But you know what? I hear testimonies from generous givers all the time. I’ve never heard a single person, not one, say that they miss the money they give to God; that they wish they could spend that money on something else. Giving from our first fruits, or even giving 10% doesn’t stop us from being able to pay the bills. We are still able to provide for our families and buy things we need, maybe even some things we want as well. The only thing that generous giving does is increase the faith of the giver, and bring us a greater self-worth. Not to mention the fact that it helps us be better managers of the money we do have. This is such a difficult concept for us to grasp because it is entirely contrary to what society tells us about how we should use our money. Giving money away doesn’t make any sense in the worldly way of looking at things, but it makes a lot of sense in the Kingdom way! “O you of little faith!…You are worth so much more than birds!…seek [God’s] kingdom and these things will be given to you as well…make for yourselves wallets that don’t wear out…a treasure in heaven that never runs out…where your treasure is, there your heart will be too.”
Has anyone ever asked you, “What are you worth?” What that question typically means is: “How much money do you have? What are your net assets?” Every year, one of the leading financial magazines publishes a list of the richest people in America. The “worth” of each of the persons who top the list runs into the billions of dollars. Yet, is this truly what they are worth—or merely an accounting of what they own? We get our priorities so mixed up sometimes. We sometimes say, for example, that people who have declared bankruptcy are “ruined”—as though a shortage of money could ruin a part of God’s good creation! What do gamblers in the casinos say when they still have some money left? They say they’re “still alive!” The tragedy is that many folks actually believe this twisted way of thinking.
Recently I read what a few Wall Street financiers did on the day the stock market crashed in 1929. They leapt from the windows of their Manhattan skyscrapers! Was their joy in their family and friends really ruined by their financial problems? Did food suddenly taste less good, flowers smell less sweet? Was life really less worth living, because their financial castles had been demolished? Could it be that those tycoons of 1929 had lost their perspective? Did they really believe the lie that they were worth what they owned?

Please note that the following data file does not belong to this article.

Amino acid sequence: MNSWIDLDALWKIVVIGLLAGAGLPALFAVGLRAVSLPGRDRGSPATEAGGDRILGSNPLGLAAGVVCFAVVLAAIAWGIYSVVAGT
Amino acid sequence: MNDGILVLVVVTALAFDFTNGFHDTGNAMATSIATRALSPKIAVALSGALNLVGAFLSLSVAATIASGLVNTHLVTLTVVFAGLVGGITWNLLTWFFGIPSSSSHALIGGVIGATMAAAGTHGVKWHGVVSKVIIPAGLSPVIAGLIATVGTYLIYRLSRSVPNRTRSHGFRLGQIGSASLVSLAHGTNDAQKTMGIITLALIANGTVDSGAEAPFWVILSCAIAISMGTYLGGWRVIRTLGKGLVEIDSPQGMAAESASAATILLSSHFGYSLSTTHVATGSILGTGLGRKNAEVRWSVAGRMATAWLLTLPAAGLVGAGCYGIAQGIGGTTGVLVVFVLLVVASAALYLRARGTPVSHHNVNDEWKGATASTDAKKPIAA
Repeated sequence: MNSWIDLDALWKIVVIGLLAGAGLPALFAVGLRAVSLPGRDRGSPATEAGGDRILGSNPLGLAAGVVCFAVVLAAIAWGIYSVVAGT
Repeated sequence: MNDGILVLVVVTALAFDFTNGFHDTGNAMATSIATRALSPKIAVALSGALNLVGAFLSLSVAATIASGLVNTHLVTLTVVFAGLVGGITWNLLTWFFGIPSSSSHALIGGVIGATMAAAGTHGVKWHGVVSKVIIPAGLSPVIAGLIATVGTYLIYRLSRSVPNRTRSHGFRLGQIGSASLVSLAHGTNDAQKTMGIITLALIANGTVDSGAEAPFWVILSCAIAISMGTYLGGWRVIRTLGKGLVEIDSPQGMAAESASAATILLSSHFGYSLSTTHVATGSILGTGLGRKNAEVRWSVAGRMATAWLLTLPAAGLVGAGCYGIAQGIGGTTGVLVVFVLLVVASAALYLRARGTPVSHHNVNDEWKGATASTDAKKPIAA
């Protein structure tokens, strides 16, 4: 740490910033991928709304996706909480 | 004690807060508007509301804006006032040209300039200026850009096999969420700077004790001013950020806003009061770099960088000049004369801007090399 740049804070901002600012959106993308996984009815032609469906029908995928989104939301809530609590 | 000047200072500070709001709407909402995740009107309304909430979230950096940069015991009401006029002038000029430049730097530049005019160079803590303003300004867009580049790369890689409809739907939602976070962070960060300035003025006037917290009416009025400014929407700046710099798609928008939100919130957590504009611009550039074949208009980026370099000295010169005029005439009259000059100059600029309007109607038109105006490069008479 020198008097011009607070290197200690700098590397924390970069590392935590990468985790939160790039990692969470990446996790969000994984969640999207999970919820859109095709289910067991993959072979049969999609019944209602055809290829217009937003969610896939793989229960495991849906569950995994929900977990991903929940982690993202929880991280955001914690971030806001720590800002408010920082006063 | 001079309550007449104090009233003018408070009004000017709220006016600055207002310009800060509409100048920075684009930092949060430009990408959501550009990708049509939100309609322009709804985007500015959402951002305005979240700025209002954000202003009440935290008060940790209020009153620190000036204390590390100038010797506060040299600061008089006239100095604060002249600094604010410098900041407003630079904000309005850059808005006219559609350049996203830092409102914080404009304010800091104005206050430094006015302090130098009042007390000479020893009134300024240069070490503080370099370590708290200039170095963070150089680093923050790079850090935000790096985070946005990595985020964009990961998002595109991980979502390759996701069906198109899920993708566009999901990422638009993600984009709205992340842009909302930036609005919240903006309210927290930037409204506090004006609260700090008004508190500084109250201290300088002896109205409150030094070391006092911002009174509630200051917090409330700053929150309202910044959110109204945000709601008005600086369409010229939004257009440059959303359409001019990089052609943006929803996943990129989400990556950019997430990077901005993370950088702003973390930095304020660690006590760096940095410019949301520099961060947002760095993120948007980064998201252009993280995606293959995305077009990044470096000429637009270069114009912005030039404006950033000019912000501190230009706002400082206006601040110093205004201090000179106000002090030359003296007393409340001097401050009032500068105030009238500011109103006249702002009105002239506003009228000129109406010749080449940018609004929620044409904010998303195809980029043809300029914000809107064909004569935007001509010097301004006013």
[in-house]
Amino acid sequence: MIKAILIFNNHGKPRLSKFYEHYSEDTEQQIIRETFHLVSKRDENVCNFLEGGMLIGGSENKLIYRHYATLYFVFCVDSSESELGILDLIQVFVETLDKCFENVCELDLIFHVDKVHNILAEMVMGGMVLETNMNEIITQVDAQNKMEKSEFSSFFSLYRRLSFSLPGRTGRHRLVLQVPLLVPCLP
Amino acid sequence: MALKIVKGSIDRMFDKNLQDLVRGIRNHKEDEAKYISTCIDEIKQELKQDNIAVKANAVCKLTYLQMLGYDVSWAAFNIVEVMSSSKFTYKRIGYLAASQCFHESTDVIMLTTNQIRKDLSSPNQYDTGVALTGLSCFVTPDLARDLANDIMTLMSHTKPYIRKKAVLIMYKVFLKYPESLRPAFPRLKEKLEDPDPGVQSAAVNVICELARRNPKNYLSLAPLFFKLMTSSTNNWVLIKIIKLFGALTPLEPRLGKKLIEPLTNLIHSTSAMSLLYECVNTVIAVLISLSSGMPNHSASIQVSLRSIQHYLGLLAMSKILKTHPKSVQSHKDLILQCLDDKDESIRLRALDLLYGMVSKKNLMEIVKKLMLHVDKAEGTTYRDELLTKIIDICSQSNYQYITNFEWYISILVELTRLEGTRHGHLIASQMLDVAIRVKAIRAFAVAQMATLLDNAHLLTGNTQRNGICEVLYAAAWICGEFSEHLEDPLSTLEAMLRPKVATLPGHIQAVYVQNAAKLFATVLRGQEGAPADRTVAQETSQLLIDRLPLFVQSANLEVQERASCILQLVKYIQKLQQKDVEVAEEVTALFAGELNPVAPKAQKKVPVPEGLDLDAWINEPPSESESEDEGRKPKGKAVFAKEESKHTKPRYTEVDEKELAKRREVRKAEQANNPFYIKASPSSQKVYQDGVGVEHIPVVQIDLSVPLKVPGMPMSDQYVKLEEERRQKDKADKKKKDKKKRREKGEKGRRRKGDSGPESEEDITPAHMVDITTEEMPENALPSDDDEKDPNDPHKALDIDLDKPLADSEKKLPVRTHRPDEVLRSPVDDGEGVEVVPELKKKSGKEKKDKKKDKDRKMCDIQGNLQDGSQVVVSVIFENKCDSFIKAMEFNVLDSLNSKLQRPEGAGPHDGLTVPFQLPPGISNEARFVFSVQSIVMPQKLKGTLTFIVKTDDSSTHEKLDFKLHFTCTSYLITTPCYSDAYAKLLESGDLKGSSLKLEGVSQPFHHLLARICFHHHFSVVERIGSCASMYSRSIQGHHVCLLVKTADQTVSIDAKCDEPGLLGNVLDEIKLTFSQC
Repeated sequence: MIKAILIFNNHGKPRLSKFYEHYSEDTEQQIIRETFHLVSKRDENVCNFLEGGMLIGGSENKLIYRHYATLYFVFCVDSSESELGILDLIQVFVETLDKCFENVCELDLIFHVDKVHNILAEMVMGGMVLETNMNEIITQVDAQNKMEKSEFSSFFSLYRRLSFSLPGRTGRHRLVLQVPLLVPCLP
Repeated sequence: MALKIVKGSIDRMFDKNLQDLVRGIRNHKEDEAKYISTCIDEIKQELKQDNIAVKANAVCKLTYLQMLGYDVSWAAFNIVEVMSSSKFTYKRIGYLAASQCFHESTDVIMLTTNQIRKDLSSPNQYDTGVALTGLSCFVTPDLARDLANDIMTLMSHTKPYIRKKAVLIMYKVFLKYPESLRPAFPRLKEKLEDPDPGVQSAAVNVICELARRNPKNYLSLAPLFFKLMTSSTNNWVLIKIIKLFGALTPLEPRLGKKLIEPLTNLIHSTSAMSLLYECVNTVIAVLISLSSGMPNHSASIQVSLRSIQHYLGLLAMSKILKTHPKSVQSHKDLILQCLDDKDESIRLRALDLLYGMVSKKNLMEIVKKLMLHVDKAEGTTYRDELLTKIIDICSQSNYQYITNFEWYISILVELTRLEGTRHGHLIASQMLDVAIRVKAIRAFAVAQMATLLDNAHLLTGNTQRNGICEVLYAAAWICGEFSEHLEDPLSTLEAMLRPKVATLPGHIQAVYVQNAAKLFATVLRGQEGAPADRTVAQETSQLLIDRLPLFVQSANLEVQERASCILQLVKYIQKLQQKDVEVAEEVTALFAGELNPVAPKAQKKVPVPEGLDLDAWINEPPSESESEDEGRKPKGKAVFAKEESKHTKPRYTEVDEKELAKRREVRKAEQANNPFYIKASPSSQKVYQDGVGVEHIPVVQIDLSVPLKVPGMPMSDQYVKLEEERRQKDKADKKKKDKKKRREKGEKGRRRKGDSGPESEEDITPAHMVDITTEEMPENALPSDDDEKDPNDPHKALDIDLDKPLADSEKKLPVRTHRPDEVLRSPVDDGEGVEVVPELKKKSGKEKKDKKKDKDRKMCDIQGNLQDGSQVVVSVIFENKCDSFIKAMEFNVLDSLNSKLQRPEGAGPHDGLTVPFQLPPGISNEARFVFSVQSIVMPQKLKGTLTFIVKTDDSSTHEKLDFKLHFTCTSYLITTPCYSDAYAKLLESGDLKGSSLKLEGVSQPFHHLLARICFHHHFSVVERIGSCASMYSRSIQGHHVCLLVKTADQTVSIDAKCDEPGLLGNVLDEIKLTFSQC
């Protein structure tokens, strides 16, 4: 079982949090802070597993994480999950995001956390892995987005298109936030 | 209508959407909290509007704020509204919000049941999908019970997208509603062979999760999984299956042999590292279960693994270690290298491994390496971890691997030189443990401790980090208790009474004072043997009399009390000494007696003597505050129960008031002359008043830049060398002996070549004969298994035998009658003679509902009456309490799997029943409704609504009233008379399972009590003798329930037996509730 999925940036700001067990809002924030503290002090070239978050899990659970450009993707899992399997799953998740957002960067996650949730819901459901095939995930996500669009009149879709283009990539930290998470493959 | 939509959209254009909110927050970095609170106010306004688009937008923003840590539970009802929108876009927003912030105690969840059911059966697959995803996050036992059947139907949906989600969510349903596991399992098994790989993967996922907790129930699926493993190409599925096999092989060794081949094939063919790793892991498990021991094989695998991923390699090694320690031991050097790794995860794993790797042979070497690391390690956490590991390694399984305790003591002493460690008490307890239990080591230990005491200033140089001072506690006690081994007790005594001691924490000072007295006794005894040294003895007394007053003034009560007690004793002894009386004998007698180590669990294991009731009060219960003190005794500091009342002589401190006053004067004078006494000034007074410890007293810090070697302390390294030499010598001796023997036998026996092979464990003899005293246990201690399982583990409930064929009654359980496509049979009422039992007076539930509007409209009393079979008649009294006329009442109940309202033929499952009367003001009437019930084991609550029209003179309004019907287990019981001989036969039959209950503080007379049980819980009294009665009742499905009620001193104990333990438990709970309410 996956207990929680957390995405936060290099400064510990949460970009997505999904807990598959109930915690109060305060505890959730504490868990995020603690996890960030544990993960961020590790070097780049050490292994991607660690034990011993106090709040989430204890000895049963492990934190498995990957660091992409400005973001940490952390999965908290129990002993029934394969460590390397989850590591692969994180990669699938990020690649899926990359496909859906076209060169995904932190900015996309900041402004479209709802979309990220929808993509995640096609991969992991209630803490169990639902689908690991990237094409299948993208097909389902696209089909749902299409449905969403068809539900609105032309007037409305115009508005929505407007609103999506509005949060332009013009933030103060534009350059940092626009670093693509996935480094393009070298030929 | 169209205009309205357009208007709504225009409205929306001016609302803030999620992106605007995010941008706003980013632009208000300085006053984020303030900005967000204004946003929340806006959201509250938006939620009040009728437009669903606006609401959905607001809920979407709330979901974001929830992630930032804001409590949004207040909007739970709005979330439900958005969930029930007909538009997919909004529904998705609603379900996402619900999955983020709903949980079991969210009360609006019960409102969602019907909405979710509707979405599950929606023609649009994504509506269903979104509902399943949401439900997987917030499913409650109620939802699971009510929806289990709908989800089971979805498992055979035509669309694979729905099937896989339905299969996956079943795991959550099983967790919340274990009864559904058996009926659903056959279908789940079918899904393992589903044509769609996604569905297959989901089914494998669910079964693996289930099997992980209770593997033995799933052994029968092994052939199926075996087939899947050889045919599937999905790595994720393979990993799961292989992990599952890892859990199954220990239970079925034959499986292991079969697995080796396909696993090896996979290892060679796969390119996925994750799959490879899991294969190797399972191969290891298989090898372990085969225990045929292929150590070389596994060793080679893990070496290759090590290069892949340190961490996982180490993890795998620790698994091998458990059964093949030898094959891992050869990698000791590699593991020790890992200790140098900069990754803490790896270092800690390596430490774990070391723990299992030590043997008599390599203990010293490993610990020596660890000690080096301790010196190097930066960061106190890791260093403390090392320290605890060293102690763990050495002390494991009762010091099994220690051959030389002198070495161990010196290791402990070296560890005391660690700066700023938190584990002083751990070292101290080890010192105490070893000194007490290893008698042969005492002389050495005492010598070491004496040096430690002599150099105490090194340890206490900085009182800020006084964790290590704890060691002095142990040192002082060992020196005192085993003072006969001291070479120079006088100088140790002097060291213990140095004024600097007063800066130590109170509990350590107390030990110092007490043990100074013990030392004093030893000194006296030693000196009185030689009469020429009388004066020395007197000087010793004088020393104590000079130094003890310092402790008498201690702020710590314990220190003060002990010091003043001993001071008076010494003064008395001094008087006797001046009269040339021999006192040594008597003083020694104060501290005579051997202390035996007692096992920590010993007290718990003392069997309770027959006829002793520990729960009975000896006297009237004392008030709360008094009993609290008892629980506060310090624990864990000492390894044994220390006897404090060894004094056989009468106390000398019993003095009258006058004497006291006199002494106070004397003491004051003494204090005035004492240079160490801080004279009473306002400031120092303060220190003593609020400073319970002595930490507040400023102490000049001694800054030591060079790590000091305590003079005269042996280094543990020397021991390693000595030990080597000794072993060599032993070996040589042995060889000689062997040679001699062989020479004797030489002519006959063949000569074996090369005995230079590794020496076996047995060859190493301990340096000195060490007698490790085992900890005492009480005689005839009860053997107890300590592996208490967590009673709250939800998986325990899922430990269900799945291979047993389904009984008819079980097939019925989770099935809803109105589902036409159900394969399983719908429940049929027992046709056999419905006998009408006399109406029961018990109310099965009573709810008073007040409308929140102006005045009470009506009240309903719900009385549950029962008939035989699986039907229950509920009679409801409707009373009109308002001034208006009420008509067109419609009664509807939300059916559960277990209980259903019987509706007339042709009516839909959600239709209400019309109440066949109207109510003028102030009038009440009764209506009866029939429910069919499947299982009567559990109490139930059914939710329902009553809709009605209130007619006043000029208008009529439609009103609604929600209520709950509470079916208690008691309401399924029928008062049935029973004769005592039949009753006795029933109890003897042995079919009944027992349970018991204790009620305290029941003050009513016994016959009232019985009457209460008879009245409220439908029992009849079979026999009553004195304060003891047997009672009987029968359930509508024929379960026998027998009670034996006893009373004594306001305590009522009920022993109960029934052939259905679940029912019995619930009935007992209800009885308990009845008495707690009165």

Today, so many of us struggle not only under financial burdens—burdens of unpaid bills and heavy debts, but also burdens of low self-esteem. But Jesus tells us that we are worth infinitely more than what our checkbook balance indicates! One of the powerful myths on which our society is based is that “we are what we own.” That’s why the rich fool of Jesus’ parable thought what he needed was bigger barns! This is a cruel and oppressive myth! Deep down, we know it’s a lie, yet what a powerful influence it has all the same!
Jesus has a word that counters this powerful myth. It is, “Do not be afraid.” “Do not be afraid,” Jesus says, “because your Father delights in giving you the kingdom.” What more could we ask for? How could we possibly desire anything greater? Christianity is a radically different way of looking at the world. In fact, God enables us to see differently! And because we see differently, we must also live differently! Within this passage of Scripture, Jesus paints the world the way God wants us to see it and then invites us to come and be a part of that world. “Sell your possessions and give to the poor. Make wallets for yourselves that don’t wear out, a treasure in heaven that will not run out. No thief comes near there, and no moth destroys. Where your treasure is, there your heart will be too.”